This article is from the archive of our partner .

As tech bloggers gawked at Apple's record high earnings report, Google quietly announced that some changes to its privacy policy would kick into effect on March 1 and users will not be able to opt out. "Google said Tuesday it will require users to allow the company to follow their activities across e-mail, search, YouTube and other services, a radical shift in strategy that is expected to invite greater scrutiny of its privacy and competitive practices," explained The Washington Post's Cecilia Kang, who took note of Google's recent less-than-stellar earnings report as well as the privacy complaint the company recently settled with the Federal Trade Commission. "The information will enable Google to develop a fuller picture of how people use its growing empire of Web tools. Consumers will have no choice but to accept the changes." The new policy will also apply to Android users.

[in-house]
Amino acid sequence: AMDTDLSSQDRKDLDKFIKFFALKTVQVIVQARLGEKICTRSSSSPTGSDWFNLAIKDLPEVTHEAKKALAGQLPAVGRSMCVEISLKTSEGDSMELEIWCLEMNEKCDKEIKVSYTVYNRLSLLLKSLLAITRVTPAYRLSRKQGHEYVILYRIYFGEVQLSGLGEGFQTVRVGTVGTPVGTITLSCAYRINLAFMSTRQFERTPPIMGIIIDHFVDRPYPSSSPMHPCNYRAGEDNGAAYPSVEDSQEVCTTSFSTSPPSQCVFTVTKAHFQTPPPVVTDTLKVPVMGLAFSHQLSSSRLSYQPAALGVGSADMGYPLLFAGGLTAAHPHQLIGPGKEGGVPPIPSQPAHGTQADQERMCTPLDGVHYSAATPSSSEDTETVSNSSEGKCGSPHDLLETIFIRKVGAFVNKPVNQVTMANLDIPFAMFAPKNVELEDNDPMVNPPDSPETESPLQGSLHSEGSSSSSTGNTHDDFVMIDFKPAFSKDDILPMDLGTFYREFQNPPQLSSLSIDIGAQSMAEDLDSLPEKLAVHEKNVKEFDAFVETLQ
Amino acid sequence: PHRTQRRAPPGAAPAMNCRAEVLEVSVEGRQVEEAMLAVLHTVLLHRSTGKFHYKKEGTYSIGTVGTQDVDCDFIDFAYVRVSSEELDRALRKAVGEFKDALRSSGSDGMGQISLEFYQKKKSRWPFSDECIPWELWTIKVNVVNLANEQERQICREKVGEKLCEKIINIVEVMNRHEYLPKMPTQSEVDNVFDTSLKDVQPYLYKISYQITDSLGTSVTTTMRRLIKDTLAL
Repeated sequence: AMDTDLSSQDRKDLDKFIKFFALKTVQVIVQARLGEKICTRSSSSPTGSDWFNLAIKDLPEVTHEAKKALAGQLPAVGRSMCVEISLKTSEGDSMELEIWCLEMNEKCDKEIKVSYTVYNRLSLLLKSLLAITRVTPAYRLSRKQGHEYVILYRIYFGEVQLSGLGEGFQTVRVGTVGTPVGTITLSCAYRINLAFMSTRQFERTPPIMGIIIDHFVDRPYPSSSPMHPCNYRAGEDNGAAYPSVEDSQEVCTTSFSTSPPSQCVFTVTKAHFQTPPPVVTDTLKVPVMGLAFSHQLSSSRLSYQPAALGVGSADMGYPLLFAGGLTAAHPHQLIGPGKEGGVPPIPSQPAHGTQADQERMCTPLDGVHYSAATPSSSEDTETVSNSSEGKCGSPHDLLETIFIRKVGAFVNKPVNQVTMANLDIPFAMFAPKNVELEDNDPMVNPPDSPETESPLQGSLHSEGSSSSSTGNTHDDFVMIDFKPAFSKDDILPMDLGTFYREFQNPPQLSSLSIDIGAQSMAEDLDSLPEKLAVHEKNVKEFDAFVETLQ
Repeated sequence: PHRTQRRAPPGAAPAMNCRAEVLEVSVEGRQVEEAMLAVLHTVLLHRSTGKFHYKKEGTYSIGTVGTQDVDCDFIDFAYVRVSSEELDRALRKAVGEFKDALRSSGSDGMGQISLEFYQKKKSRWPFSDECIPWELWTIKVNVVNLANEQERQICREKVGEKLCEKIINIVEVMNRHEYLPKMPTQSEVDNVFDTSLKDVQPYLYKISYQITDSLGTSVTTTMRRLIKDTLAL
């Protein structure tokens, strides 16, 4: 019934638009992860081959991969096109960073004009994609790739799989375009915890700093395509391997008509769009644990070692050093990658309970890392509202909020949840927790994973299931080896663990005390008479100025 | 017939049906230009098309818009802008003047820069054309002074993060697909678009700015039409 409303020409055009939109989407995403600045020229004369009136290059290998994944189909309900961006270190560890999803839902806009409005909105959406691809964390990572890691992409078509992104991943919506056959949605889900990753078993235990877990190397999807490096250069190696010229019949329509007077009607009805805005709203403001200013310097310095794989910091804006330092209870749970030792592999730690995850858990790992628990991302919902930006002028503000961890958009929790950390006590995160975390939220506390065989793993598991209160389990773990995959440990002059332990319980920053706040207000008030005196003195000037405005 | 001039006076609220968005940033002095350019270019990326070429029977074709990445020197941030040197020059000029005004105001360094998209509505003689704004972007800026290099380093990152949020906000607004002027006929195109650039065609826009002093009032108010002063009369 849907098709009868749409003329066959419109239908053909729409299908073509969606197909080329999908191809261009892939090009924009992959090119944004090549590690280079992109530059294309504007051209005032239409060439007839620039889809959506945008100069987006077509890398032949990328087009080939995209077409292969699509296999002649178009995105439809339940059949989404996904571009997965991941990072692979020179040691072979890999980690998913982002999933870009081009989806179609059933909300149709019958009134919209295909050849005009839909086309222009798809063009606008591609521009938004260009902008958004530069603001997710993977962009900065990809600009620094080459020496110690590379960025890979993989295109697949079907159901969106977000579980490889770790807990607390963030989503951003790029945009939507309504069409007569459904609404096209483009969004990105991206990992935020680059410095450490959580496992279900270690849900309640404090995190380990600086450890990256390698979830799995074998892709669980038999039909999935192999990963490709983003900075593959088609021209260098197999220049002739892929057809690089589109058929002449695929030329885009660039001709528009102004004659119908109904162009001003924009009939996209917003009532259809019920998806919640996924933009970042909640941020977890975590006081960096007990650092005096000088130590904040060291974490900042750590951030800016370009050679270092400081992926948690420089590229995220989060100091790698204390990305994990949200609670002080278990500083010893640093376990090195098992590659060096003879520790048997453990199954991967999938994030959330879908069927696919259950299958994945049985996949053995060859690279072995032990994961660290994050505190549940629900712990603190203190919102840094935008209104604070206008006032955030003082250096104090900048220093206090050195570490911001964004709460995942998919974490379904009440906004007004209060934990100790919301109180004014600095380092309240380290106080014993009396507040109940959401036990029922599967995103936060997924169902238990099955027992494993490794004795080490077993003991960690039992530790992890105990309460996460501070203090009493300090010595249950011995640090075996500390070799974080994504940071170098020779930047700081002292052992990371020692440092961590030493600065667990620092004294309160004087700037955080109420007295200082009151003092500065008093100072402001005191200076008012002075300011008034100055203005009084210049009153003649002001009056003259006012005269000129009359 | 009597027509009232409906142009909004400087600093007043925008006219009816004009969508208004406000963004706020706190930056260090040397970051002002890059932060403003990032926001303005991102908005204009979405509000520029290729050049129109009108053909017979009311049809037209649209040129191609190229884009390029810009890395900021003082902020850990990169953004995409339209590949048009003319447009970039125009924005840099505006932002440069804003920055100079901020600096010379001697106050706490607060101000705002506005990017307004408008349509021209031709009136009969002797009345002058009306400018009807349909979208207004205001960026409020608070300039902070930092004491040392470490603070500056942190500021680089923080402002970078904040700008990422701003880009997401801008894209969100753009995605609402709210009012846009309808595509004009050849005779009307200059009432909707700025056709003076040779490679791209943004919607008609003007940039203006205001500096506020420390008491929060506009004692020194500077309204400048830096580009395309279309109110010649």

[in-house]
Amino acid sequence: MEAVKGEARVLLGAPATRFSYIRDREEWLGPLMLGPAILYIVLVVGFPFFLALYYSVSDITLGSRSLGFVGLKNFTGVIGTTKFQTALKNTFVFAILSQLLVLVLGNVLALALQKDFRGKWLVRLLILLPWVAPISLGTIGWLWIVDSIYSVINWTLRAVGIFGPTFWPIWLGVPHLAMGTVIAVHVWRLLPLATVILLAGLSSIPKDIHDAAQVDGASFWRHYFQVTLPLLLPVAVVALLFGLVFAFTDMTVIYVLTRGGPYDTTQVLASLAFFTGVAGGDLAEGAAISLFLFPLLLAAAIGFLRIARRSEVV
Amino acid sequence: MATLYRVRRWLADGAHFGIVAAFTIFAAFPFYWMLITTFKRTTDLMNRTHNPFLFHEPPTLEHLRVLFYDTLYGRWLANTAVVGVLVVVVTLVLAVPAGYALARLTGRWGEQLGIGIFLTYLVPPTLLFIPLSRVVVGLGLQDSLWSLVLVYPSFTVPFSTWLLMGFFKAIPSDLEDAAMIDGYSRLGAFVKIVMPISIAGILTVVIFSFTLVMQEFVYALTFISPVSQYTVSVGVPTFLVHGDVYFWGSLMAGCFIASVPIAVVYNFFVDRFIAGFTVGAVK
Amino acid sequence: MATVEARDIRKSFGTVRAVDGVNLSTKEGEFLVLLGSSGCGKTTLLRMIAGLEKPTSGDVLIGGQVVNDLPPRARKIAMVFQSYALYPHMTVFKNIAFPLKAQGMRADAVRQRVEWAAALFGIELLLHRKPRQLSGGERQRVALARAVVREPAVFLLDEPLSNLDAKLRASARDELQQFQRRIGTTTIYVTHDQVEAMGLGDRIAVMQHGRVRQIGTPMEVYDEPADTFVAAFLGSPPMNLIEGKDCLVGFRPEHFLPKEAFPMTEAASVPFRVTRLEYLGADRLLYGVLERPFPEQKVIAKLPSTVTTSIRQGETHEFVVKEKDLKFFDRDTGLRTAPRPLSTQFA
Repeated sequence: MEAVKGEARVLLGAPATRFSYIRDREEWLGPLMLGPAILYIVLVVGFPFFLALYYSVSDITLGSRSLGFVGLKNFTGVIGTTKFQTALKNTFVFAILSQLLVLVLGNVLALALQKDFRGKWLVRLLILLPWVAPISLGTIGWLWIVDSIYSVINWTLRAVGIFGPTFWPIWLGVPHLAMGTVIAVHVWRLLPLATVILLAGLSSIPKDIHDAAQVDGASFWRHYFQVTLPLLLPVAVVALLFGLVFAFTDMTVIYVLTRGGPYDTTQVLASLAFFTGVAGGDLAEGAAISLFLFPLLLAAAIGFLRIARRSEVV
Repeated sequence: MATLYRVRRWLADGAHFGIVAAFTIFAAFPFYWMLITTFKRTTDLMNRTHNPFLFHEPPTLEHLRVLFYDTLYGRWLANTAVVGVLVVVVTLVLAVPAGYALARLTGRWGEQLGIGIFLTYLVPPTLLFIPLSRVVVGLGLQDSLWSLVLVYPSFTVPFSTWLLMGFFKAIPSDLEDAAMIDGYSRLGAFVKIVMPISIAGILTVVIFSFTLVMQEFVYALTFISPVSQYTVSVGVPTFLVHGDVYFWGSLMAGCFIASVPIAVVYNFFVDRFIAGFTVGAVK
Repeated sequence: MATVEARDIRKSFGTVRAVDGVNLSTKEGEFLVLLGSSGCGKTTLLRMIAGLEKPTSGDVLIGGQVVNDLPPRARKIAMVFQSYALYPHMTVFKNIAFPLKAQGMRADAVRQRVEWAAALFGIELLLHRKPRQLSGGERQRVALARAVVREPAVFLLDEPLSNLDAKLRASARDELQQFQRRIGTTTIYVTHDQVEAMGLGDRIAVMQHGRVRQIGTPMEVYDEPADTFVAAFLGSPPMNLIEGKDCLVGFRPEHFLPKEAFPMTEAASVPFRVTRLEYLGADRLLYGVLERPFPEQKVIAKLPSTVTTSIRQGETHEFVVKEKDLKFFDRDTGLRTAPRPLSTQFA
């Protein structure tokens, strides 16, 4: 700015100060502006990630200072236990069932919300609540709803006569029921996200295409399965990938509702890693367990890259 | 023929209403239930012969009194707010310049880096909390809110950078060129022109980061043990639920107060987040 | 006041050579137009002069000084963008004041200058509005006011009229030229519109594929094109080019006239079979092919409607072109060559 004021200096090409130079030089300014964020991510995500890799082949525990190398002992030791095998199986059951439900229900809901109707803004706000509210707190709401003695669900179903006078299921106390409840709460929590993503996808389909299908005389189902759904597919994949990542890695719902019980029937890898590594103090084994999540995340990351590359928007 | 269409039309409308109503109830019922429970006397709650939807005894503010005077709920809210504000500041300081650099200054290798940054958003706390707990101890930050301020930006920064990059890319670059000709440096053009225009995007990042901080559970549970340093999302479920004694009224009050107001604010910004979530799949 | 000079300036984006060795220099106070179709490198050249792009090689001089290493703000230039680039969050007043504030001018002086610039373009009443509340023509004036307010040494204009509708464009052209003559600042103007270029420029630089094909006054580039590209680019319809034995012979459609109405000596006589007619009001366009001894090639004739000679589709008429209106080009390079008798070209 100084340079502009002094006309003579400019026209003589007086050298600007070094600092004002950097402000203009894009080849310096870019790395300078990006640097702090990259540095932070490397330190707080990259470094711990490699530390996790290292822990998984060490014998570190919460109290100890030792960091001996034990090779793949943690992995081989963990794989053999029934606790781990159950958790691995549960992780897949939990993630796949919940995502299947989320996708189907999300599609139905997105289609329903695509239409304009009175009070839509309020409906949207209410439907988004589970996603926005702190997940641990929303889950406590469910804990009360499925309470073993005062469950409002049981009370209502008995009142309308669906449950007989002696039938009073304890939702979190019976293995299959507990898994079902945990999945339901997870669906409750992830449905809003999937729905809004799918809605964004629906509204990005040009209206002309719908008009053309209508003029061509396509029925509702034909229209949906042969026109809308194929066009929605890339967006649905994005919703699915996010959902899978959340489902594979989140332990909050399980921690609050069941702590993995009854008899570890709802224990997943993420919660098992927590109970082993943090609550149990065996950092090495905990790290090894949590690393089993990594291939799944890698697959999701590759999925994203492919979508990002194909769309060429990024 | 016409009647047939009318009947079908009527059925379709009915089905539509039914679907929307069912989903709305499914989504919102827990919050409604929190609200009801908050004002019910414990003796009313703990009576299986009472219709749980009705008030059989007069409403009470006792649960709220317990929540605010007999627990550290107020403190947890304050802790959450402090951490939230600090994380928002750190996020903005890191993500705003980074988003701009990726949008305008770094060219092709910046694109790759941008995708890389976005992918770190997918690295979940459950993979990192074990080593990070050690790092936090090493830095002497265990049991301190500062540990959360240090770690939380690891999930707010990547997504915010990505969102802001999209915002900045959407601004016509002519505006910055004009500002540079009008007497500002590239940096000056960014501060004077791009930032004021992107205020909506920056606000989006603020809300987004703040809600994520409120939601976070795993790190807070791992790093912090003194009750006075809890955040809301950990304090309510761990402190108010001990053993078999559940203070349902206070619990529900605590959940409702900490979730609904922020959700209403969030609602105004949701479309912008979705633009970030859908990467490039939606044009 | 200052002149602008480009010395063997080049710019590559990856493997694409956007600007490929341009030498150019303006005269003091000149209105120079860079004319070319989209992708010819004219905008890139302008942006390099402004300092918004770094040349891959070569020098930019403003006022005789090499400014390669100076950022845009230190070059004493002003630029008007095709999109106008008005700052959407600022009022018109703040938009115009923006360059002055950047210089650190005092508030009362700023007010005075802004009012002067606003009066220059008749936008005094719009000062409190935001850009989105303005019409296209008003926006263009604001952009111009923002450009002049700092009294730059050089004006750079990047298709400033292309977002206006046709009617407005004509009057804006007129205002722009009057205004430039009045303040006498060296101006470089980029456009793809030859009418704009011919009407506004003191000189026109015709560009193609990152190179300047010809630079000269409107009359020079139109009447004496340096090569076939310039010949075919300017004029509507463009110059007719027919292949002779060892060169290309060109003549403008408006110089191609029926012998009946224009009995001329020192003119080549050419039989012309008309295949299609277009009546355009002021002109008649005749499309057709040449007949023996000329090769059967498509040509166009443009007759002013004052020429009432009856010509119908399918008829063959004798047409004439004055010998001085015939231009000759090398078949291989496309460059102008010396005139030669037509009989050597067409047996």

This comes at a time when Mark Zuckerberg is speaking out in the name of privacy control, making it Facebook's top priority. (The Silicon Valley Gods must be crazy!) That said, it will take some deep data-digging to find out exactly how closely Google will be tracking your email, search and YouTubing habits, though the recent Carrier IQ controversy doesn't bode well for Google's lack of an opt-out option. But at least you can use a fake name on Google+, now.

This article is from the archive of our partner The Wire.